Press release -
Gamma rays will reach beyond the limits of light
Researchers have discovered a new way to produce high energy photon beams. The new method makes it possible to produce these gamma rays in a highly efficient way, compared with today’s technique. The obtained energy is a billion times higher than the energy of photons in visible light. These high intensity gamma rays significantly exceed all known limits, and pave the way towards new fundamental studies.
“When we exceed the limit of what is currently possible, we can see deeper into the basic elements of nature. We can dive into the deepest part of the atomic nuclei,” says Arkady Gonoskov, researcher at the Department of Physics at Chalmers University of Technology.
The results were recently published in the high impact journal Physical Review X. The new method is an outcome of a collaboration between Chalmers University of Technology in Sweden, Institute of Applied Physics and Lobachevsky University in Russia and University of Plymouth in the UK. Physicists in different fields, as well as computer scientists, have managed to work out the numerical models and analytic estimates for simulating these ultra-strong gamma rays in a new and somehow unexpected way.
In normal cases, if you shoot a laser pulse at an object, all the particles scatter. But if the laser light is intense enough and all parameters are right, the researchers have found that the particles are instead trapped. They form a cloud where particles of matter and antimatter are created and start to behave in a very special, unusual way.
“The cloud of trapped particles efficiently converts the laser energy into cascades of high energy photons – a phenomena that is very fortunate. It’s an amazing thing that the photons from this source can be of such high energy,” says Mattias Marklund, professor at the Department of Physics at Chalmers.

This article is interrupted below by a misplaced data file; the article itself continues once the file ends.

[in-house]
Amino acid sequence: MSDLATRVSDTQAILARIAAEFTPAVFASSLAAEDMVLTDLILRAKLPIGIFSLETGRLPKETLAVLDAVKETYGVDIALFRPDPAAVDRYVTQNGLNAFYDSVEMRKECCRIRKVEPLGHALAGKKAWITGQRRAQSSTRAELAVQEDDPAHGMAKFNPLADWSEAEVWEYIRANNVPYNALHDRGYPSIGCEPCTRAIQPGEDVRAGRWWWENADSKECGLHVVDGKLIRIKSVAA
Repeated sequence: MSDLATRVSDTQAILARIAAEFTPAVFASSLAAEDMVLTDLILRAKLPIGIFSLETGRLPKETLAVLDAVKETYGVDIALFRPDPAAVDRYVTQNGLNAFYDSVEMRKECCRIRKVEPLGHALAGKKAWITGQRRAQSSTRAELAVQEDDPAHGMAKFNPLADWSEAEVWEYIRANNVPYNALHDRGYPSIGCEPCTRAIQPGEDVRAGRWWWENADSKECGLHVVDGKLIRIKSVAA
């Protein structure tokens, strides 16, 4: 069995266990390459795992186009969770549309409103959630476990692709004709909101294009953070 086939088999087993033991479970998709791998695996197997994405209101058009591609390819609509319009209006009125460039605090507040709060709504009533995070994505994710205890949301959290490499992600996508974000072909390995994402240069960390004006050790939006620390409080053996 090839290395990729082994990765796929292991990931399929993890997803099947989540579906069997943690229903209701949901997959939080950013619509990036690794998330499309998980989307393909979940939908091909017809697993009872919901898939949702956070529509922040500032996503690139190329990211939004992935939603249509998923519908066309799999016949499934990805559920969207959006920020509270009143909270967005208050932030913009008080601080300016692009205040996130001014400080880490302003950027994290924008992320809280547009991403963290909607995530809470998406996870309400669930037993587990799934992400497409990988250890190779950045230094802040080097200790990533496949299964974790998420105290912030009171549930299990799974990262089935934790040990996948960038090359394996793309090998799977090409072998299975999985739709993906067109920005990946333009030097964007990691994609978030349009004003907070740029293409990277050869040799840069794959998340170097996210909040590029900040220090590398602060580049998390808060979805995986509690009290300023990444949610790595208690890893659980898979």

The discovery is highly relevant for the future large scale laser facilities that are under development right now. The most intense light sources on earth will be produced at such research facilities – as big as football fields.
“Our concept is already part of the experimental program proposed for one such facility: Exawatt Center for Extreme Light Studies in Russia. We still don’t know where these studies will lead us, but we know that there are yet things to be discovered within nuclear physics, for example new sources of energy. With fundamental studies, you can aim at something and end up discovering something completely different – which is more interesting and important,” says Arkady Gonoskov.
For more information, please contact:
- Mattias Marklund, Professor, Department of Physics, Chalmers University of Technology, Sweden, +46 31 772 39 39, email@example.com
- Arkady Gonoskov, researcher, Department of Physics, Chalmers University of Technology, Sweden, +46 31 772 62 89, firstname.lastname@example.org
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Chalmers University of Technology conducts research and offers
education in technology, science, shipping and architecture with a sustainable
future as its global vision. Chalmers is well-known for providing an effective
environment for innovation and has eight priority areas of international
significance – Built Environment, Energy, Information and Communication
Technology, Life Science Engineering, Materials Science, Nanoscience and Nanotechnology,
Production, and Transport.
Graphene Flagship, an FET Flagship initiative by the European Commission, is coordinated by Chalmers. Situated in Gothenburg, Sweden, Chalmers has 10,300 full-time students and 3,100 employees.